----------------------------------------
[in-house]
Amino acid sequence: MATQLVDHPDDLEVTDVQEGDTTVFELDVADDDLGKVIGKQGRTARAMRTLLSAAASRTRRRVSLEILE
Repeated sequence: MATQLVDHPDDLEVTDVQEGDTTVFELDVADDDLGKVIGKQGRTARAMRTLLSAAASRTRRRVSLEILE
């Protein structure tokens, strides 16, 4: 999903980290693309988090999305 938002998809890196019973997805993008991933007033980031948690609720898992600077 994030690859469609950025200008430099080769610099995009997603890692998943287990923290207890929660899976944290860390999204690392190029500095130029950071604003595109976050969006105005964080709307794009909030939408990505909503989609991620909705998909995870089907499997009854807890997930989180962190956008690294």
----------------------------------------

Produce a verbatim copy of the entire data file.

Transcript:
[in-house]
Amino acid sequence: MATQLVDHPDDLEVTDVQEGDTTVFELDVADDDLGKVIGKQGRTARAMRTLLSAAASRTRRRVSLEILE
Repeated sequence: MATQLVDHPDDLEVTDVQEGDTTVFELDVADDDLGKVIGKQGRTARAMRTLLSAAASRTRRRVSLEILE
């Protein structure tokens, strides 16, 4: 999903980290693309988090999305 938002998809890196019973997805993008991933007033980031948690609720898992600077 994030690859469609950025200008430099080769610099995009997603890692998943287990923290207890929660899976944290860390999204690392190029500095130029950071604003595109976050969006105005964080709307794009909030939408990505909503989609991620909705998909995870089907499997009854807890997930989180962190956008690294």